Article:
I love Martians. Or in other words, the idea of life existing on Mars. And not in a Science-Fictiony sort of way—that is, little green guys planning to come and conquer Earth—I mean it in more of a microbial sense. Maybe even tiny little creatures of some kind. I'm not certain that they exist, but it's definitely an intriguing hypothesis to ponder.
Low gravity and high radiation: Would humans remain human on Mars?
After homo sapiens becomes a multi-planet species would we remain a single species of humanity? What would it take to lead to development of a new species? Put another way, how long would humans on Mars remain human?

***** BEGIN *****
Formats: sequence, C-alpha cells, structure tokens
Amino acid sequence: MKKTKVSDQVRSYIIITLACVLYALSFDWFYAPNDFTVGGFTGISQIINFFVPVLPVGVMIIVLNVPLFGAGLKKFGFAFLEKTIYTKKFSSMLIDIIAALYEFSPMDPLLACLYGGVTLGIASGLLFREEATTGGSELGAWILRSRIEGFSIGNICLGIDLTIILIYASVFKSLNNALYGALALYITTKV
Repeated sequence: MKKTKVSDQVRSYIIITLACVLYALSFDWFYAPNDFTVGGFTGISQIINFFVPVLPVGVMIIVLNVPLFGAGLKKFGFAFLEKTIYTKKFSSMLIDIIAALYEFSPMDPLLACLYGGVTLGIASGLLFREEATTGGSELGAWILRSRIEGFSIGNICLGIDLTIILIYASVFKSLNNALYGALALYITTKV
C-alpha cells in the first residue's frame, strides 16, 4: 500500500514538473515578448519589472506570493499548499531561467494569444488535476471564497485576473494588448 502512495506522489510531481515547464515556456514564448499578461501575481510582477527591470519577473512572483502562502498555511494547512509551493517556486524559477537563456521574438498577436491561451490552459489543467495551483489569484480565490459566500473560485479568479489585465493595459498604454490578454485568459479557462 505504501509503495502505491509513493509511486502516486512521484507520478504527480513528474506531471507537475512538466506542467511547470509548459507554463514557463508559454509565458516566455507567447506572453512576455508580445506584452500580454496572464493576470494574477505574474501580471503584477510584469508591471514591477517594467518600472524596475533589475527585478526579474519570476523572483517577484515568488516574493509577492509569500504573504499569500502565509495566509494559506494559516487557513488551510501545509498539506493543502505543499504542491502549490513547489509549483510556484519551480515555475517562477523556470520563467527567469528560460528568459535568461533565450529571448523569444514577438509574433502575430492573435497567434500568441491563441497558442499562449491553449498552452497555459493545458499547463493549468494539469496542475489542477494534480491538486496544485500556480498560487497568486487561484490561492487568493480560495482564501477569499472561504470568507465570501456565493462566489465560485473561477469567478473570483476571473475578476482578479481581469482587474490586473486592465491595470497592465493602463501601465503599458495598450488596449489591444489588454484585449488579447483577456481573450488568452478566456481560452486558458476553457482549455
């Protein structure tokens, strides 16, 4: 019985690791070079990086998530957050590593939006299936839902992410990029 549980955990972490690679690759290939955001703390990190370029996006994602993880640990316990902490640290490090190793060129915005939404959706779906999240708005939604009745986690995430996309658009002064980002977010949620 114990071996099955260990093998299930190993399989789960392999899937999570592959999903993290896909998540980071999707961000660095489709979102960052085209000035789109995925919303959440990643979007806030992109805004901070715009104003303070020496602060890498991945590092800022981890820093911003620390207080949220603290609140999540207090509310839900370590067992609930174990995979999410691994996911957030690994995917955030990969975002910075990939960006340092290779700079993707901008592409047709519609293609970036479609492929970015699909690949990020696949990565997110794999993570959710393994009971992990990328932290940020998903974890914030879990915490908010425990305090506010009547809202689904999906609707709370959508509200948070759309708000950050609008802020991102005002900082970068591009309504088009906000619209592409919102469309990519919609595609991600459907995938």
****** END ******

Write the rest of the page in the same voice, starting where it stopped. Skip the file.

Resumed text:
How Has Opportunity Sur-Thrived 12 Years on the Frigid Dunes of Mars?
Since Opportunity landed on Mars back in 2004, the red planet has gone around the sun 6.38 times. Earth has gone around the sun 12 times. That's 4265 sunrises on Mars, or 4380 sunrises on Earth (a Martian day is 24 hours, 39 minutes, and 35 seconds long)—or, about 70,000 sunrises on board the International Space Station. Fast-forward twelve long, dusty years on Mars, and Opportunity is a long way beyond its planned 90-day shelf-life. NASA's twin Spirit and Opportunity rovers ...